Tuesday, September 23, 2014

9/22/14 Report - Gold Coin Found Nearly 3000 Years Old. Identifying Treasure Traps. Greatest U.S. Buried Treasure Ever Found. Joy of Problem-Solving.

Written by the TreasureGuide for the exclusive use of treasurebeachesreport.BlogSpot.com.

Very Old Gold Coin Found by Diver.
Source: See link.

A diver saw a flash of a gold coin on the bottom while diving in shallow water.  The flash came from this coin, thought to be nearly 3000 years old.  It weighs only .63 grams.

Here is the link.


Keep your eyes open.

Always be on he lookout for treasure traps too.  They can be found in a lot of different kinds of places and can collect items over long periods of time.   Not only can they collect items, but they often protect items from being found by other detectorists.

Lets start with sidewalks and roadways.   If there is a concrete walk leading up to your house, go out and drop a coin on the walk and see where it goes.   If it rolls, it might end up in the crack beside the walk.   Not only will things collect in the crack beside the walk, but they will likely not be found there.  For one thing, there is a good chance they will stand on end, and that makes it difficult to detect.   If the walk or driveway is concrete, it will likely have iron rebar in it that will keep many detectorists from detecting close to it.  So even if the site has been heavily detected, there is still a good chance that anything lost right beside the walk or driveway will still be there.

Some detectors can be operated closer to things like that than others.   With experience you can learn to detect around traps like that, getting at least some of those items.  Play around with your detector settings.   Also the sweep angle.  Maybe switch to a small coil. 

It could be an area where you can't use a detector very well but where you can dig and use a sifter.  Think of alternative methods for getting items out of spots that are difficult to detect.  

The key is to keep thinking about where there might be traps that will collect items and how you can detect or retrieve them.   A lot of detectorists will simply miss some of the best areas simply because an area is not well suited to their hunting style or techniques.

Tree roots can also trap items.   Not only can they trap items, but they will also protect items from other detectorists.  Some detectorists won't detect closely around obstacles or will give up digging when they hit a stubborn root.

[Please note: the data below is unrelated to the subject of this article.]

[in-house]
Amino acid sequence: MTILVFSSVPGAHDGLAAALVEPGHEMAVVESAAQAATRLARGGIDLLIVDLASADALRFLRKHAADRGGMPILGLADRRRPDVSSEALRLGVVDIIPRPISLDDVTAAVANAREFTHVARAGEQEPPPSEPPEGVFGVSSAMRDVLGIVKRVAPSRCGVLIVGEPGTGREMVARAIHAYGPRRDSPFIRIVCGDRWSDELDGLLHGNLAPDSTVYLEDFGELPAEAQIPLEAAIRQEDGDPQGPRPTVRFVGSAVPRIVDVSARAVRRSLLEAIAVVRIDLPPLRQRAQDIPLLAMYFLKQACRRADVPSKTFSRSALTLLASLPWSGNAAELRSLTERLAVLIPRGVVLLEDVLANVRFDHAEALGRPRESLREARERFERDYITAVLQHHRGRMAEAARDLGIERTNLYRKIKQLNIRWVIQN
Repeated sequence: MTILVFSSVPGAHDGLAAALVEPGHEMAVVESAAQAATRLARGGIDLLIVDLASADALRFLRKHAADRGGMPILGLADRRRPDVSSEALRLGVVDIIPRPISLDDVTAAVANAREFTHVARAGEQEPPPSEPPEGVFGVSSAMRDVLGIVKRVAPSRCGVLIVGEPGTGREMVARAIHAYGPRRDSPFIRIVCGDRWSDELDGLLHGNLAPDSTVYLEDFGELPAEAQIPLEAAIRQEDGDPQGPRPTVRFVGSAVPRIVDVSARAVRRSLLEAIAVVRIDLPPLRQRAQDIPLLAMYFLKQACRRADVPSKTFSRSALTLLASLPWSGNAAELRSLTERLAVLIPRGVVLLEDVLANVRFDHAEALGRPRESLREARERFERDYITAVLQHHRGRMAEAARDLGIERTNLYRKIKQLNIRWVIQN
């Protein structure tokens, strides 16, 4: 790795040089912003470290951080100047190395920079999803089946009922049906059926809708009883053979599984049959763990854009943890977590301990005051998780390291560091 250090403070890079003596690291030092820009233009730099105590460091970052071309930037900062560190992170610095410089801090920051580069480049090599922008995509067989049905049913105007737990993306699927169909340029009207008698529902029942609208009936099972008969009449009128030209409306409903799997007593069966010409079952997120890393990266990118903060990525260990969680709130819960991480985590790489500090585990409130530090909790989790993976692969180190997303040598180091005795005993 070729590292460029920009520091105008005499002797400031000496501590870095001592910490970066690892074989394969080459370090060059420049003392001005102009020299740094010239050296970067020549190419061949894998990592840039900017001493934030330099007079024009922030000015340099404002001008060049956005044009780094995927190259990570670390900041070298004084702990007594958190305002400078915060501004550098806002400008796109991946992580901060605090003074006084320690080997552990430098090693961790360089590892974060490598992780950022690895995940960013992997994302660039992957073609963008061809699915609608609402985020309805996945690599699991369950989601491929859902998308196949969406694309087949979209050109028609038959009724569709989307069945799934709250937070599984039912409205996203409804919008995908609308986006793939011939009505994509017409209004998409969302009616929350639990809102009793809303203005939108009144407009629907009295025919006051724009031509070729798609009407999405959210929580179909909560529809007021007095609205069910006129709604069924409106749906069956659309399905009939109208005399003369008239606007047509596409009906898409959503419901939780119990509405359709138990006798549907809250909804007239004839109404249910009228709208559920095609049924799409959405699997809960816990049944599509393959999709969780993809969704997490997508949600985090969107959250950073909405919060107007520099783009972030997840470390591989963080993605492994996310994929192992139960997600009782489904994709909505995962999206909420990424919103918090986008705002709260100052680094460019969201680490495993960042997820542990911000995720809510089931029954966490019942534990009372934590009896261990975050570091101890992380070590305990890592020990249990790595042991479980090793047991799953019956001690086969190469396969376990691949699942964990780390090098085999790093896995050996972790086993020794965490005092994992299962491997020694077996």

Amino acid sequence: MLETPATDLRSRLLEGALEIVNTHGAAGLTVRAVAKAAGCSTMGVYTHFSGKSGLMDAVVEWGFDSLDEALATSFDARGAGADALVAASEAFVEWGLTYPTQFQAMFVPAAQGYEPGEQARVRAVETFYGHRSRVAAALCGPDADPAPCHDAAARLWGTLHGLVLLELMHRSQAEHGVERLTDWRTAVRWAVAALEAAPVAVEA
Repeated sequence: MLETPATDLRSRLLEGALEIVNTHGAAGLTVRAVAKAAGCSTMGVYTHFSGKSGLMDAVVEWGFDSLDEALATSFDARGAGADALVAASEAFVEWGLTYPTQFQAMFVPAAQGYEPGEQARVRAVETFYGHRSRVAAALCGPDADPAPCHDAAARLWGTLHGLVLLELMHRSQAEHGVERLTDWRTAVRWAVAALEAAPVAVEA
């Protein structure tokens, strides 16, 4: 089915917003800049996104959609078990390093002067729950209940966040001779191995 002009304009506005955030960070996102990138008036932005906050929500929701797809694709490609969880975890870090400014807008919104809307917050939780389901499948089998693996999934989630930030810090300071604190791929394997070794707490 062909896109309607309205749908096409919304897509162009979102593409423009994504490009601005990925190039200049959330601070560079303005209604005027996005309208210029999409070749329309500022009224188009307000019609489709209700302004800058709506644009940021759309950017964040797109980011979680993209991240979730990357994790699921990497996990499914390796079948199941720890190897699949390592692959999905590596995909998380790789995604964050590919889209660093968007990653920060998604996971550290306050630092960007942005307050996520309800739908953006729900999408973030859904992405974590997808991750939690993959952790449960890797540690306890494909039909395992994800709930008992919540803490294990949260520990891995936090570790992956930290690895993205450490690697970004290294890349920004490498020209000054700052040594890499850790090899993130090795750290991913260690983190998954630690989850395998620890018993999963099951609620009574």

Rocks can trap things too.  I've found gold rings under rocks on the beach. 

The currents will speed around rocks that are too big to be moved by the water, and that will move the sand and items will slip into the deepening depression.

I do not intend to give you an exhaustive list here, just a few examples to get you thinking.  I won't spoil all the fun of problem-solving for you, but as you scan a site always be alert to possible treasure traps and think about where things might be protected from other detectorists.

On a beach and in the water there various types of natural and man-made traps.

When I take a vacation or visit a new location, it seems that alarms are always going off in my head as I notice treasure traps and begin to drool over how much treasure has probably accumulated, and then my mind switches to thinking of different techniques for getting it out.  A whole lot of the fun for me is in the problem-solving process.

Coins from the famed Saddle Ridge Hoard, said to be the greatest buried treasure ever found in the United States, will be on display Oct. 9 - 11 at the PNG show in New York.  The display will include 50 of the found coins along with the rusty containers. 

One of the coins on display will be the finest known surviving example of a 1866-S Double Eagle without the motto.

Here is the link for more information on that.


There are no storms brewing in the Atlantic or Gulf.

The surf along the Treasure Coast today will be around one foot.  It won't be much bigger than that for a week or two. 

Happy hunting,